It has been an eventful year in your personal life as well, your baby was born at the beginning of this year, right? How has it been for you and your wife?
Yes, we had a son at the end of last year and it is the best time of my life, really. It was of course challenging for my wife, but she’s strong and handling it with grace. I’m trying to be as helpful as possible, but I can’t be there always during office hours. What really helps is that I don’t have to go to the office every day. Since Covid we’re in the hybrid working mode and I only need to be in the office one day per week. Thanks to this I can work four days a week from home, saving time on commuting and being able to see the family when going for lunch or coffee. This perk is just priceless.
Since you were born in Brno, what tips about places to go would you give to your colleagues? Your favorite spots? Any restaurants?
Oh, there are just so many! If you want the best beer, you should go to Bláhovka or U Semináru. If you like Japanese food, you should try Manya, that’s a hidden gem. And if the weather is nice and you want some non-formal atmosphere, you should pay Na Dráze a visit. Brno is really filled with so many cozy restaurants, coffees, pubs, bakeries... It’s a gastronomic heaven.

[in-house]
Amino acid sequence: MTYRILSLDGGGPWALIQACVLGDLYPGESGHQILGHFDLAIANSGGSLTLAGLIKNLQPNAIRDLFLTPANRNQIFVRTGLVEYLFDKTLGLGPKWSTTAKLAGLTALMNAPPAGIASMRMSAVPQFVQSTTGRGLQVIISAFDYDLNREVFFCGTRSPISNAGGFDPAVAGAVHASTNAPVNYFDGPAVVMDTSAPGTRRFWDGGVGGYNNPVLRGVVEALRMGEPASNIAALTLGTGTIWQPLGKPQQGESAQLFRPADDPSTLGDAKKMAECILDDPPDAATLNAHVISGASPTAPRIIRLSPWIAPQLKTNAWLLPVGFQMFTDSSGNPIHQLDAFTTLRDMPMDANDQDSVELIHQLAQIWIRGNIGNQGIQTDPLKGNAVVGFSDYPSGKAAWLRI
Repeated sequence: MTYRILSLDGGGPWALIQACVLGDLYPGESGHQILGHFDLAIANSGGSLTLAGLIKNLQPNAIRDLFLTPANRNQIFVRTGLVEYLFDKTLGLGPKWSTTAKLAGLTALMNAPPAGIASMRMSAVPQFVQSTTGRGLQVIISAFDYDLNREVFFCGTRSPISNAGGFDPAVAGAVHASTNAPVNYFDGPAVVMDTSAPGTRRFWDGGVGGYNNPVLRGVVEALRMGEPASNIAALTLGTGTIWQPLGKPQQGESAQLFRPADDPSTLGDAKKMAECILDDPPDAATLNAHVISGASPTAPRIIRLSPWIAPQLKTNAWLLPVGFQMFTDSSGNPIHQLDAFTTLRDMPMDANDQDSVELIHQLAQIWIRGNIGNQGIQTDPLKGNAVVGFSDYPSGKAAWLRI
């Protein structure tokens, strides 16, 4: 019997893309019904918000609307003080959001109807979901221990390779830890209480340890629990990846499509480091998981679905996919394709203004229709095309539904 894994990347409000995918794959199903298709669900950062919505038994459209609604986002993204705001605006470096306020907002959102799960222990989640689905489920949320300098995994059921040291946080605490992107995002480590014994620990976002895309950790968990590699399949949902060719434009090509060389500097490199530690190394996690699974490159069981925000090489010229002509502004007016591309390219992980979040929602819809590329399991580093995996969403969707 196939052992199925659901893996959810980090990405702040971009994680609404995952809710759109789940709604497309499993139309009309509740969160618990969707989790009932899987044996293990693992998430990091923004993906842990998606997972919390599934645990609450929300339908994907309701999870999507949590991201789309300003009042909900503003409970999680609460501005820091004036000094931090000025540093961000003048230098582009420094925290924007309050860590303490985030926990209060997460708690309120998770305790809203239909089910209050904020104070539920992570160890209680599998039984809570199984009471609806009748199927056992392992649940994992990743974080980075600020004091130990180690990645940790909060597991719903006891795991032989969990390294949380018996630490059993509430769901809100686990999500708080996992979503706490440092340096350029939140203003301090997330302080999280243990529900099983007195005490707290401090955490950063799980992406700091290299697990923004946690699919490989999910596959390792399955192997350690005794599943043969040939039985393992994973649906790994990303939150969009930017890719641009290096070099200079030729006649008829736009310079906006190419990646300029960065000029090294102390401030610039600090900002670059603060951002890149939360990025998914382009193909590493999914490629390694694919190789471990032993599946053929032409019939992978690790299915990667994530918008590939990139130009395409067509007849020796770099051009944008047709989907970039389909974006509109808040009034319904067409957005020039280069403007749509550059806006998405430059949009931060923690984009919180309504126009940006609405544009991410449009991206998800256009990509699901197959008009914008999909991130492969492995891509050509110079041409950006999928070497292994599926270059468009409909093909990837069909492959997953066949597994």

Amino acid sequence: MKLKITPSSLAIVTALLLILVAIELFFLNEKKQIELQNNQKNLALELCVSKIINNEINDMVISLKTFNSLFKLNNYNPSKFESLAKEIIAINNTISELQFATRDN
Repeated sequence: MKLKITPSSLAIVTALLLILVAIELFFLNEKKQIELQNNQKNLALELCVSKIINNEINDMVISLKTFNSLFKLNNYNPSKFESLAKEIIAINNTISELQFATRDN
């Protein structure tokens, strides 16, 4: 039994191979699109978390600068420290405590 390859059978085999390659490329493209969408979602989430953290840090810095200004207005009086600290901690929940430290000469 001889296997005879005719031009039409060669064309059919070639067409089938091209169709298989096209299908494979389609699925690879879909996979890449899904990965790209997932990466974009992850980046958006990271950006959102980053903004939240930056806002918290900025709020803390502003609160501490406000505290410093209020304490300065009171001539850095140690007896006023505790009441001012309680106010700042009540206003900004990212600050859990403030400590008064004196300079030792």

We asked a colleague of David about what they appreciate the most about him?
David is intelligent, a quick learner, a good teacher, he likes to discuss things, he likes to argue about his work, but most importantly he is collegial. I honestly cannot imagine a more ideal colleague. I had a lot on my plate and projects got stuck. After David's arrival, we took a fresh look at the tasks at hand and things started moving ahead and our team grew. He then took the initiative to interview the people we hired/ didn't hire, so he did the interviewing for me - which I really appreciate, because interviews can be hell.
He's a team player and that's what I appreciate the most about him, he's good to work with.